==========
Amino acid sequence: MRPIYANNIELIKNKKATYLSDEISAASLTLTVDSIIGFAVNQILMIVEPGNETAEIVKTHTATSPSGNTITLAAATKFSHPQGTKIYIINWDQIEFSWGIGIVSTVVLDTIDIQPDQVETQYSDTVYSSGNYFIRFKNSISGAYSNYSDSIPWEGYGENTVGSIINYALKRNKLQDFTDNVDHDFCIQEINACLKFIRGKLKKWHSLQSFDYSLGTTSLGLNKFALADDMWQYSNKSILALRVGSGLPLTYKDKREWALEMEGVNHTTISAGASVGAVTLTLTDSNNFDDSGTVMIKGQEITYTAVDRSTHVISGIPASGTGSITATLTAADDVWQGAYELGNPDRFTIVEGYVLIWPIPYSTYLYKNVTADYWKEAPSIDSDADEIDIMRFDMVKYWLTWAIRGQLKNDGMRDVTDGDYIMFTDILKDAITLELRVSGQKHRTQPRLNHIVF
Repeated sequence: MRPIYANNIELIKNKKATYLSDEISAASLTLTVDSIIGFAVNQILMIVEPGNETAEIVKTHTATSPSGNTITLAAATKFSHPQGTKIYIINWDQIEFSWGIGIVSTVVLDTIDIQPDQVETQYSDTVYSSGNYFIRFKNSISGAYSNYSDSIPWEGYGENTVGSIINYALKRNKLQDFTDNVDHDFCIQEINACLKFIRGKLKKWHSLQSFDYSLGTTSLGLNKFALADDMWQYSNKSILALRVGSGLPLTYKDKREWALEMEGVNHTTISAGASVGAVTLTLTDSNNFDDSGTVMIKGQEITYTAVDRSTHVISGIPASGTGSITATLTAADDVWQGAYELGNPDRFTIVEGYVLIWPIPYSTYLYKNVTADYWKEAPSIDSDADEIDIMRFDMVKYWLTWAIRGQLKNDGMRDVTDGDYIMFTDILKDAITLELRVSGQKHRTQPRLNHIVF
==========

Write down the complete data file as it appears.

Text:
Amino acid sequence: MRPIYANNIELIKNKKATYLSDEISAASLTLTVDSIIGFAVNQILMIVEPGNETAEIVKTHTATSPSGNTITLAAATKFSHPQGTKIYIINWDQIEFSWGIGIVSTVVLDTIDIQPDQVETQYSDTVYSSGNYFIRFKNSISGAYSNYSDSIPWEGYGENTVGSIINYALKRNKLQDFTDNVDHDFCIQEINACLKFIRGKLKKWHSLQSFDYSLGTTSLGLNKFALADDMWQYSNKSILALRVGSGLPLTYKDKREWALEMEGVNHTTISAGASVGAVTLTLTDSNNFDDSGTVMIKGQEITYTAVDRSTHVISGIPASGTGSITATLTAADDVWQGAYELGNPDRFTIVEGYVLIWPIPYSTYLYKNVTADYWKEAPSIDSDADEIDIMRFDMVKYWLTWAIRGQLKNDGMRDVTDGDYIMFTDILKDAITLELRVSGQKHRTQPRLNHIVF
Repeated sequence: MRPIYANNIELIKNKKATYLSDEISAASLTLTVDSIIGFAVNQILMIVEPGNETAEIVKTHTATSPSGNTITLAAATKFSHPQGTKIYIINWDQIEFSWGIGIVSTVVLDTIDIQPDQVETQYSDTVYSSGNYFIRFKNSISGAYSNYSDSIPWEGYGENTVGSIINYALKRNKLQDFTDNVDHDFCIQEINACLKFIRGKLKKWHSLQSFDYSLGTTSLGLNKFALADDMWQYSNKSILALRVGSGLPLTYKDKREWALEMEGVNHTTISAGASVGAVTLTLTDSNNFDDSGTVMIKGQEITYTAVDRSTHVISGIPASGTGSITATLTAADDVWQGAYELGNPDRFTIVEGYVLIWPIPYSTYLYKNVTADYWKEAPSIDSDADEIDIMRFDMVKYWLTWAIRGQLKNDGMRDVTDGDYIMFTDILKDAITLELRVSGQKHRTQPRLNHIVF